Gold on French election alert, oil remains fragile

Ole Hansen — Big commodity swings have been witnessed during the past month, not least in the farm sector where bloated global stocks and the prospect of another bumper year — weather permitting — have led to heavy selling by hedge funds across both soft commodities and grains. The latter have been hit particularly hard with a net short now seen in all of the key crops.
Industrial metals are on track for a second monthly decline, with copper hitting the lowest point since January 4.
Rising stockpiles of iron ore and doubt about steel demand in China helped trigger the latest rout. China’s steps to deepen structural reforms in 2017 could mean less credit and potentially lower growth. As a result, we have seen the gold/copper ratio moving higher, with traders focusing more on protection than growth at this stage.
Precious metals surged around Easter on heightened geopolitical concerns combined with a stronger Japanese yen and lower bond yields. These developments saw gold reach — but once again fail to break — the downtrend from 2011. Ahead of the French presidential election, gold remained bid, but lack of any surprise could see it exposed to a short-term correction within its current uptrend.
A surprise weekly rise in US gasoline stocks was all it took to rattle the bullish oil sentiment. After rallying by more than 10 per cent from March to April, oil has now retraced more than half as it turned out the rally was primarily driven by short-covering and an emerging geo-risk premium — now deflated again.
In sum, big moves have occurred across the commodity space this past month, with agricultural commodities out of favour, the iron ore slump hurting industrial metals, gold rallying only to hit firm resistance at $1,292/oz, while oil gyrated within its established range.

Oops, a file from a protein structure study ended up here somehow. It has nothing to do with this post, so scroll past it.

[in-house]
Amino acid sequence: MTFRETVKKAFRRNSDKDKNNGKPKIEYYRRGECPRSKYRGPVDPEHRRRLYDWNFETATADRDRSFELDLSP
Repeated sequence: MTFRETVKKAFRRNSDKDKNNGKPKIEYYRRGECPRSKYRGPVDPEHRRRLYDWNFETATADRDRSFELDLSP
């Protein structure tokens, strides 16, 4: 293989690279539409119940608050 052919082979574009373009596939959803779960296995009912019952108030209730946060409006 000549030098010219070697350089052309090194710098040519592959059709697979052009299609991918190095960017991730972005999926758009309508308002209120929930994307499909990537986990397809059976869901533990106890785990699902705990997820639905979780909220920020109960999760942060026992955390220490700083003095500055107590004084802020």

Crude oil remains range-bound after tumbling the most in six weeks following the latest weekly Petroleum Status Report from the US Energy Information Administration. Before this correction, a three-week surge had seen the price rally by more than 10 per cent and again run out of steam once it hit the now well-known band of resistance for WTI between $54/barrel and $55/b.
The EIA report showed a surprise rise in gasoline inventories, a continued rise in oil production, while imports from key Opec producers rose to a six-week high. The fact that it fell so much on one weekly report shows that the perceived bullishness remains fragile and that the likely near-term direction remains sideways.
Gasoline inventories tend to decline into early May, but unseasonably strong and near record US refinery demand, currently running at 17 million b/d, some 10 per cent above the five-year average, has led to strong output of gasoline.
With this elevated level of gasoline production occurring well ahead of the demand season, the risk is growing that it will end up in storage tanks. Moving surplus from crude to gasoline does not reduce the supply glut, and that is one of the reasons the market reacted so forcefully to this news.
The March slump was primarily driven by a record bullish bet becoming increasingly stale and eventually unprofitable. This took place as the market sensed an emerging stalemate between Opec-Nopec cutting efforts on one side and rising US production on the other.
During the rout that followed, longs were cut, while new short positions were added. By the time the market stabilised, the combined net long in Brent and WTI crude oil had been cut by 177 million barrels to 642 million (chart below). While the gross long only saw a modest 38-million-barrel reduction, it was the 139-million-barrel addition of new short positions that eventually helped trigger the recovery.
The strong rally until Easter was sparked by short-covering from traders worried about being short as geopolitical tensions rose following the US missile attack on Syria and renewed focus on the troubled Korean peninsula.
Key Opec members have shown willingness to extend production cuts into the second half of this year, but compliance from its members and from non-Opec producers, should they decide to join, may not be as strong as the compliance currently seen. An extension has been fully priced in, and with the overhang of OECD stock only seeing a slow reduction, the upside potential remains limited for now.
On the other hand, renewed verbal intervention and a potential flare-up in geopolitical tensions is also likely to have reduced appetite for selling the market at this stage. On that basis, we see the market continuing to settle into a wide range.
A downside extension could come from funds holding a relatively stable gross-long position. What could change their minds and turn sellers could be weaker-than-expected demand growth, cheating by the group cutting production or failure to extend the current deal with all on board combined with US production growth, which at the current pace could exceed 10 million b/d.
[Ole Hansen is head of commodities strategy at Saxo Bank]